Thursday, June 26, 2008

Warning: These Wines May Change Your Mind About Pinot Grigio

When Pinot Grigios are good they are very good--but when they are bad, they are horrible.

Overproduced Italian Pinot Grigio flooded into the US market some years back, and much of it was thin and tart. If you chilled it to near freezing and served it on a hot day in place of lemonade no one made much fuss, and soon people who didn't like Chardonnay could find Pinot Grigio on restaurant and bar menus and started ordering it by the glass. More overproduced Pinot Grigio came pouring in to meet the new demand. At cocktail parties, women were offered Pinot Grigio as soon as they entered the door, as if our genetic makeup demanded we receive a glass of the stuff a day or we'd shrivel up and die. Today, the poor grape has joined Merlot and Chardonnay as Varieties Most Likely to Be Dissed in polite wine society. Had Miles of Sideways been a woman, the most famous wine line in movie history may well have been "I am NOT drinking any f&#*ing Pinot Grigio!"

Pinot Grigio--or Pinot Gris as it is called in places outside Italy--is a grape that is capable of making a wide stylistic range of wines. In Alsace, the grape produces wines that have body, intense floral and honeyed notes, and citrus. In Italy, the grape makes wines that are light bodied and acidic, often with a touch of spritziness. Here in the US, Pinot Grigios/Pinot Gris range from the full and melony to the bright and citrusy. And I'm here to tell you that these wines can be excellent.

I've got a pair of very good QPR Pinot Grigios to recommend that should warm the heart and quench the thirst of even skeptical wine lovers who have avoided this grape for the past 10 years.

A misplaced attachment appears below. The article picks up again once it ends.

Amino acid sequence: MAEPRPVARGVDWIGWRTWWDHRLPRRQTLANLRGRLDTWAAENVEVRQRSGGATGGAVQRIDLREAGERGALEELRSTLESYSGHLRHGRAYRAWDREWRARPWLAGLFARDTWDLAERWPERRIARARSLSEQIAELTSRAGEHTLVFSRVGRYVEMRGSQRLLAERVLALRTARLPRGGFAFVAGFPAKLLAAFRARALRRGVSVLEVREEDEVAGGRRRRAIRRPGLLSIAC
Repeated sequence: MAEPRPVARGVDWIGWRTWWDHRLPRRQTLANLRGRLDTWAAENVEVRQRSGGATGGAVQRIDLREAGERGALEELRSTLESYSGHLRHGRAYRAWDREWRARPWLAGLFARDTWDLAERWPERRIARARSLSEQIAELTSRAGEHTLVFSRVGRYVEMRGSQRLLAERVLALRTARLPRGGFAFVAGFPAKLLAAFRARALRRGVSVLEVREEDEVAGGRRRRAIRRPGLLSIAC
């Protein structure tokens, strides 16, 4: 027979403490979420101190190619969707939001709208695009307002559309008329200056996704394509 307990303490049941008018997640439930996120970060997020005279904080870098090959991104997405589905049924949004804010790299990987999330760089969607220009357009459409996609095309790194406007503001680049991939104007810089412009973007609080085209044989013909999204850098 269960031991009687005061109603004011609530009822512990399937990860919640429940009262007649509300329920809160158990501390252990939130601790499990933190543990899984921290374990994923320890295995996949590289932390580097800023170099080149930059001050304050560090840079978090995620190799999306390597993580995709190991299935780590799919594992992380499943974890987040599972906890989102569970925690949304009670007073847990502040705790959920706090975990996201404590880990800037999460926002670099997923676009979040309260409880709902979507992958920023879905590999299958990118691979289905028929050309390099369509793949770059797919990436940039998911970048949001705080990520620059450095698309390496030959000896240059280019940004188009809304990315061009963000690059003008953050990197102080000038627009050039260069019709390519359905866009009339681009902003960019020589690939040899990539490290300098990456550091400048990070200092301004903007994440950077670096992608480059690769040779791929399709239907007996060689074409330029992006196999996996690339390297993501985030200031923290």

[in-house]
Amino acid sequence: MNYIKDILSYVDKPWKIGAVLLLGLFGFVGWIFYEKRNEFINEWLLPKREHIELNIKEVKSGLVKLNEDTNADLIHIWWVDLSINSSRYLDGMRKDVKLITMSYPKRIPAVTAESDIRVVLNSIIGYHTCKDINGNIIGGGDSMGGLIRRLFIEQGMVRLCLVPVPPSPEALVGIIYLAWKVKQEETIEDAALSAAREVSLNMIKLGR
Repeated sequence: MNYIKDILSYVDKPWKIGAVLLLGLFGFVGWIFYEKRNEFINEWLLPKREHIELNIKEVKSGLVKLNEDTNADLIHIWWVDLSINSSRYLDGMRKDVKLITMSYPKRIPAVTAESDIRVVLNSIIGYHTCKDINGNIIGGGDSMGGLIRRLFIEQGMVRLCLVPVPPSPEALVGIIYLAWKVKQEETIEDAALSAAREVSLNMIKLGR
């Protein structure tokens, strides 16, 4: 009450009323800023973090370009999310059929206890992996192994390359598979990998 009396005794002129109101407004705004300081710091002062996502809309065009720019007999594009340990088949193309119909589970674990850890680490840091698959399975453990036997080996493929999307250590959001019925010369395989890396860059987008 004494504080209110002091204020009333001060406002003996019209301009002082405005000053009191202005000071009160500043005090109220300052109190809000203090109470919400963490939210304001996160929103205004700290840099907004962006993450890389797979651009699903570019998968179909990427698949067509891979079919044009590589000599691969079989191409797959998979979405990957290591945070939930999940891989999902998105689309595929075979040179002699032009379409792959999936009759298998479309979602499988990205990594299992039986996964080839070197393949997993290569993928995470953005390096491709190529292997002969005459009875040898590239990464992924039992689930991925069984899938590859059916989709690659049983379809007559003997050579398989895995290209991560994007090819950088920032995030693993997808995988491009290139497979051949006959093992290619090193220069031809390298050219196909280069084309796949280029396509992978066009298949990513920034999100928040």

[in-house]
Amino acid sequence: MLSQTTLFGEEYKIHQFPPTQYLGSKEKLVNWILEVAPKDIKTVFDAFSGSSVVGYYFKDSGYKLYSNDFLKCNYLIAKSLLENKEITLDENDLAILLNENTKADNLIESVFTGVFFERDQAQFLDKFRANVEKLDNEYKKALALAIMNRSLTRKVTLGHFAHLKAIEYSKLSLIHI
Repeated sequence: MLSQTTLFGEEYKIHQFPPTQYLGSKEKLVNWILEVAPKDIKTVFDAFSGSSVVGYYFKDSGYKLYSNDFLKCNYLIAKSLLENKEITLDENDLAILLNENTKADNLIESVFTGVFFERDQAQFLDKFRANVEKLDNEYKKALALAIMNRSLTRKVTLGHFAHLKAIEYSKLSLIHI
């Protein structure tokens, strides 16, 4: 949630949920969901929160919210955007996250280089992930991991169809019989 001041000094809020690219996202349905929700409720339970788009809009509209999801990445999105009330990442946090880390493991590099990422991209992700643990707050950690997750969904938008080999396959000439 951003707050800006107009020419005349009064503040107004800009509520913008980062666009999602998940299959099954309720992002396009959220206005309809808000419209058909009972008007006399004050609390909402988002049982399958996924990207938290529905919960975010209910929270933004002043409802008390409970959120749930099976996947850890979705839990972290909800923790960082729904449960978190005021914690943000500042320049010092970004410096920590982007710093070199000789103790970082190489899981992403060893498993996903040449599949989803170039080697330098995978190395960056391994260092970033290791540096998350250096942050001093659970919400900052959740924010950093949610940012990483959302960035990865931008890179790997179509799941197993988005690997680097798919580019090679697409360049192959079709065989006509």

The first is the very good QPR 2007 Altanuta Pinot Grigio. I received this as a sample, but you should be able to find it near you for between $9 and $15. What I liked most about this wine was that it was well-made and wasn't trying to be something else. As a result, what you got was a tasty, straightforward Pinot Grigio at a very attractive price point. Light aromas of lemon, flowers, and stone accompanied the characteristically pale straw color of this Italian wine. The flavors were citrusy and smooth, with no bitterness or tartness. This was a great summer wine, with a refreshing, light body--and it tastes like an Italian Pinot Grigio should taste with a light, but not watery, freshness. It is a natural partner for shrimp or clams--we had it with linguine alla vongole and the clean citrus flavors were lovely with the briny clams and the sharp garlic, providing a contrast of flavors and textures.

The second is the 2006 Esca Pinot Grigio from the Russian River Valley ($17.99, WineQ). This was one intense wine, with aromas of lemon oil, lemon peel, and a mineral nuance that I simply couldn't place. One of my fellow bloggers, MonkuWino at One Wine Per Week, described this wine as "steely" and that corresponded to what I was smelling in my glass. The flavors are fresh and zesty, full of lemons that turned slightly bitter on the finish. I enjoyed this very good QPR wine immensely, in large part because of those in-your-face lemon oil aromas, and it is one of the better domestic Pinot Grigios I've had. We had it with a pasta dish that was sauced with chicken, spinach, mushrooms, a bit of cream, and orange zest and this really brought out the intense, concentrated aromas and flavors of the wine.

Whether you prefer your Pinot Grigios light and refreshing or steely and intense, there are good choices out there in the market that don't cost a fortune and are a far cry from the anemic wines being poured by the glass in some restaurants. Give one a try and remind yourself that Pinot Grigio--like Merlot--isn't all bad.


noble pig said...

I am going to look for that Esca, sounds wonderful.

helen said...

Great Article! I certainly agree about the quality of wine some restaurants dish out. I mainly buy my
wine online. I agree with Noble that Esca Pinot Grigio does sound rather nice, definaltely one for my shopping list.

tish said...

Nice overview. If you like the full-bodied melony style of Pinot Gris, I would recommend J's RUssian River PG in a heartbeat. Very rich, but still tangy. Expensive at around $20-$25, but QPR is very good compared to Chards at the same price